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Say No to Corporations in Education

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Say No to Corporations in Education

Anonymous, Guest Contributor

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Corporate sponsorship is a form of sponsorship in which companies pay to be associated with a certain project or event. It’s a form of advertising; for example, companies like Nike and Champion will sponsor sporting events, providing equipment and other ends to players. Gaming companies will pay conventions to advertise their game, often hosting early access sessions where attendees can play a game before it hits the market. Corporate sponsorship is a clever and often effective form of advertising in this way; the company essentially hands someone a product that they get to use before they buy it themselves. The question remains, however: is corporate sponsorship good for schools?

Corporate sponsorships of schools definitely have their benefits. As previously stated, many athletic companies will sponsor sporting events; imagine a company sponsoring an entire sports program, giving the student athletes better equipment to train with, providing the foundation for them to grow and become the best they can be.

The situation is similar with tech companies and education. As our world grows ever more connected and advanced, technology becomes a necessity in order to survive. Companies like Apple or Microsoft providing a school with laptops could be a step in the right direction; more children become technologically literate by having it at their disposal and using it as a learning tool. Not only that, but information is more easily accessed; self-teaching becomes infinitely more possible with the Internet.
All of this sounds wonderful in theory. One can never go wrong with new gear, right? After all, newer is equal to better.

It’s important to remember, however, that schooling has ramifications. What one learns in their formative years stays with them after those years pass. As a result, while having a positive experience with a company is great, a company is a bigger, more powerful entity than a school. There’s room for corruption.

The main issue with corporate sponsorships of schools is that students become billboards, not people, to the companies providing benefits. Corporate sponsorship, as stated, is a form of advertising. Students are given new gear in the hopes that the public image of the corporation is improved. A business’s main concern is not a child’s learning experience; their main concern is making money, and by providing sponsorships, a child becomes a conduit through which the rich become richer.

Not only this, but these “conduit children” may later become adults who may have heavy biases in favor of the corporation who sponsored their education. Take Nike as an example; they recently went through a controversy because of their support of Colin Kaepernick, an NFL quarterback who protested police brutality by kneeling during the national anthem. Nike faced heavy criticism for this, being accused of not respecting the American military and flag. Many people had nuanced, well-thought arguments on why they either supported or condemned the manufacturer. An adult whose formative years were funded by the company, however, may have little more reasoning than “Nike gave me a uniform. I support them.”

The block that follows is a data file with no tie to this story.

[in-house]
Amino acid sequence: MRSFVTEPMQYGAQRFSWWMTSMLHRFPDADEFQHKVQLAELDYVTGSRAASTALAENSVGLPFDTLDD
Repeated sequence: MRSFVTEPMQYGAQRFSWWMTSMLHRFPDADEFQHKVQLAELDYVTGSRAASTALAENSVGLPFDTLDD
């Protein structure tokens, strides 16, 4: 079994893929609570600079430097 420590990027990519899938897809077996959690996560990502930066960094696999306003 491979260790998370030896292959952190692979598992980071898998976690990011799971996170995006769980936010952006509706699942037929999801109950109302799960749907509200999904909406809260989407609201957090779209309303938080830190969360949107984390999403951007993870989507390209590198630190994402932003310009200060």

These adults may also be more willing to turn a blind eye to the shady actions of the corporations. Let’s continue with Nike as an example; they’ve been heavily condemned for their use of sweatshops and unethical labor around the world. While many Americans already turn a blind eye to this issue, these “conduit children” would be even more willing to do so, the only reason being that Nike lifted them up while oppressing others.

Children should not be treated as walking, talking advertisements. They deserve so much more than just a sponsorship; they deserve a personal learning experience at the hands of individuals who care, not at the mercy of a cold, distant corporation whose best interests are their own revenue. The benefits of corporate sponsorship are purely materialistic. Is a laptop worth the risk of ignorant adulthood? The answer should be no; corporations and their money do not belong with our children.

**Please keep in mind that the opinions represented in this editorial do not reflect the thoughts of RHS Patriot Voice’s staff. These are the thoughts of the writer and the writer alone.

1 Comment

One Response to “Say No to Corporations in Education”

  1. Kevin Hernandez on April 22nd, 2019 8:58 am

    A great article with a lot of useful information. The article hooked me from the start and kept my attention throughout. I think that schools should have some form of sponsorship, as it has many benefits, but not completely rely on those sponsorships and over saturate schools with them.

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